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Effect of Spironolactone in Treating Chronic Non-resolutive Central Serous Chorioretinitis

The recruitment status of this study is unknown because the information has not been verified recently.
Verified March 2012 by Institut National de la Santé Et de la Recherche Médicale, France.
Recruitment status was  Recruiting
Sponsor:
Information provided by (Responsible Party):
Institut National de la Santé Et de la Recherche Médicale, France
ClinicalTrials.gov Identifier:
NCT01552044
First received: February 14, 2012
Last updated: March 8, 2012
Last verified: March 2012

February 14, 2012
March 8, 2012
January 2012
January 2013   (final data collection date for primary outcome measure)
Change in Central macular thickness [ Time Frame: 1 and 3 months ] [ Designated as safety issue: No ]
Sub retinal fluid decrease > or = 40 microns
Same as current
Complete list of historical versions of study NCT01552044 on ClinicalTrials.gov Archive Site
Not Provided
Not Provided
Not Provided
Not Provided
 
Effect of Spironolactone in Treating Chronic Non-resolutive Central Serous Chorioretinitis
Evaluation de la Spironolactone Dans le Traitement Des choriorétinites séreuses Centrales Non résolutives à Trois Mois

The objective of the study is to evaluate the effect of spironolactone on 16 patients presenting with chronic non-resolutive central serous chorioretinitis (CSCR) and to evaluate whether spironolactone can resolve sub retinal fluid in these patients.

CSCR is a major cause of visual loss in the young population. It is characterized by sub retinal fluid under the retina and retinal pigment epithelial detachments. The exact causes of the disease remain unknown but a choroidopathy has been suggested. Moreover, corticotherapy and stress are known risk factors of CSCR.

Our preclinical studies have demonstrated that the mineralocorticoid pathway could be involved in the control of choroidal blood flow.

The investigators propose to evaluate the mineralocorticoid receptors antagonist spironolactone in the treatment of CSCR.

Criteria of efficacy Endpoint: reduction of subretinal fluid ≥ 40 microns Secondary endpoint: visual acuity gain ≥ 15 EDTRS letters

This is a prospective placebo controlled cross over study including 16 patients

Interventional
Phase 1
Phase 2
Allocation: Randomized
Endpoint Classification: Efficacy Study
Intervention Model: Crossover Assignment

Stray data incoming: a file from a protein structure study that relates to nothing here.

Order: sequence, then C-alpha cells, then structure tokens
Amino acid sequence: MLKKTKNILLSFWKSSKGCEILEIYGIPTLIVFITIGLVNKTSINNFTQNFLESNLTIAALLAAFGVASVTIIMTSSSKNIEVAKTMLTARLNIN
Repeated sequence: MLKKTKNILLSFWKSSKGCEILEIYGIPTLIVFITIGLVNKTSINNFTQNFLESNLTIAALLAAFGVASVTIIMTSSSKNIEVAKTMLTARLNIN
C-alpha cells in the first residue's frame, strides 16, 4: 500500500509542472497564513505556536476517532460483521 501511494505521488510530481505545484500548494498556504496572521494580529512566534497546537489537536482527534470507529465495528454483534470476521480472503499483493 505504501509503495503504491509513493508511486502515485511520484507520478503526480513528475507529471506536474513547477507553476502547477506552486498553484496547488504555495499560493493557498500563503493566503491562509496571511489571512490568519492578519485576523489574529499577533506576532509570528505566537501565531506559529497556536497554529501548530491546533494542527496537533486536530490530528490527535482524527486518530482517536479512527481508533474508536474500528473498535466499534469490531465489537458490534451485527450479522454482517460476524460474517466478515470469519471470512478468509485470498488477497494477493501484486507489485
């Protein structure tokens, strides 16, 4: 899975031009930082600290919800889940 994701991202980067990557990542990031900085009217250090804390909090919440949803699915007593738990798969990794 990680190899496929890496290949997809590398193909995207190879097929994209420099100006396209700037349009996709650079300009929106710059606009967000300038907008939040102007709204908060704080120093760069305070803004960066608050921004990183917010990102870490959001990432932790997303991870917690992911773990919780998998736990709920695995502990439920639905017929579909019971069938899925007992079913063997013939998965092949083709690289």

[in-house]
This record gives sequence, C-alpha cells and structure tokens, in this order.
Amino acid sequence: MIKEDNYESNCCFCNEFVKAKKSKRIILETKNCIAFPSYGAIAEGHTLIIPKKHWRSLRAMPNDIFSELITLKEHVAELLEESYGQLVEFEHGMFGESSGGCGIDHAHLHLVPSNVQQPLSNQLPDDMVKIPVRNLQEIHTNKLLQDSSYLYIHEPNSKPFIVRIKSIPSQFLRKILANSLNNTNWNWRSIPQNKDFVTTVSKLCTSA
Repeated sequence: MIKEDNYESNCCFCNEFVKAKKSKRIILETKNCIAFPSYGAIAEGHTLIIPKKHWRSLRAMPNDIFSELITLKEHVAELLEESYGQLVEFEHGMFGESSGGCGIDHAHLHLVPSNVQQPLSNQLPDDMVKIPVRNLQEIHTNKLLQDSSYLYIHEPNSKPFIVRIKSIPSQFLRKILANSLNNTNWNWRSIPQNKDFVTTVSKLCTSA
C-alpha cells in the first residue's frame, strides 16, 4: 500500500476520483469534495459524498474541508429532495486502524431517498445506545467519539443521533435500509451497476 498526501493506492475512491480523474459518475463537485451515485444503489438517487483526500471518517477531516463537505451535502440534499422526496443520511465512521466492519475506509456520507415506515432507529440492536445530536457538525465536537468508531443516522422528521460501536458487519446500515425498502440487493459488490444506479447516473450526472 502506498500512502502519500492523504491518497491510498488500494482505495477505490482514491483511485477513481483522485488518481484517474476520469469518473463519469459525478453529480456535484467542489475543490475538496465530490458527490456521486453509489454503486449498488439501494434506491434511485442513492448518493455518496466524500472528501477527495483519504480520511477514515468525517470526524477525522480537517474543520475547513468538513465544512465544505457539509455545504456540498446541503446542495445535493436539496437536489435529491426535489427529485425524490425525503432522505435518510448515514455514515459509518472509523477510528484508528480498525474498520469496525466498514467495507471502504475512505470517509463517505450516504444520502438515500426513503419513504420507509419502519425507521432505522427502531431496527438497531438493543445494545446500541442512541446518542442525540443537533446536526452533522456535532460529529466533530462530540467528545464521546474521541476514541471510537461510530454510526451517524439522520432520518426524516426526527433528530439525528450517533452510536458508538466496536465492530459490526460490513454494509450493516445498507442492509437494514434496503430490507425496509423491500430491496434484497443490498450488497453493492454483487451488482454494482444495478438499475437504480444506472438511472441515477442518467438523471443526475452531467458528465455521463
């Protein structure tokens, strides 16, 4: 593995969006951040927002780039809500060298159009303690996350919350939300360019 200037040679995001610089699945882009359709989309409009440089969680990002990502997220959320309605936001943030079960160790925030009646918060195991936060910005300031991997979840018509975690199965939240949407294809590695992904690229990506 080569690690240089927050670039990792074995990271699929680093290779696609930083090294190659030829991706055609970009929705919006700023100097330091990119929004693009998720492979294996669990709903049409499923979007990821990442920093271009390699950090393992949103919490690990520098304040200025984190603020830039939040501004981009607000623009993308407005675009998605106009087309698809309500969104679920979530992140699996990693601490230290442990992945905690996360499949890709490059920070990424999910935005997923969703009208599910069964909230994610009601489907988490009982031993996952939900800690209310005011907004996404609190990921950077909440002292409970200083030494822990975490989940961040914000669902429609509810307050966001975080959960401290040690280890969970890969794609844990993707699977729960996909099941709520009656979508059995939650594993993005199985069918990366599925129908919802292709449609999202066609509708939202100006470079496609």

Masking: Double Blind (Subject, Caregiver, Investigator, Outcomes Assessor)
Primary Purpose: Treatment
Central Serous Chorioretinitis
  • Drug: Spironolactone
    25mg tablet once a day for 1 month
    Other Name: aldactone
  • Drug: Placebo
    one tablet once a day for 1 month
  • Experimental: spironolactone
    Spironolactone 25mg/day
    Intervention: Drug: Spironolactone
  • Placebo Comparator: Placebo
    placebo tablets
    Intervention: Drug: Placebo
Not Provided

*   Includes publications given by the data provider as well as publications identified by ClinicalTrials.gov Identifier (NCT Number) in Medline.
 
Recruiting
16
January 2013
January 2013   (final data collection date for primary outcome measure)

Inclusion Criteria:

  • Patient between 18 and 60 years
  • CSCR affecting the macula and non-resolutive for at least 3 months
  • Patients having given and signed informed consent
  • Vital prognosis non engaged for the next 6 months.

Exclusion Criteria:

  • Other ocular pathology
  • Neovascularization,
  • Diabetes
  • Uveitis
  • Ocular surgery in the last 3 months
  • Allergy to fluorescein or indocyanine green
  • Pregnancy or no contraception
  • Renal or liver insufficiency
  • Kaliemia ≥ 5.5 mmol/l Criteria of efficacy
Both
18 Years to 60 Years
No
Contact: Francine Behar-Cohen, MD, PhD 01 40 46 78 40 francine.behar@gmail.com
France
 
NCT01552044
C11-21, 2011-003046-40
Yes
Institut National de la Santé Et de la Recherche Médicale, France
Institut National de la Santé Et de la Recherche Médicale, France
Not Provided
Not Provided
Institut National de la Santé Et de la Recherche Médicale, France
March 2012

ICMJE     Data element required by the International Committee of Medical Journal Editors and the World Health Organization ICTRP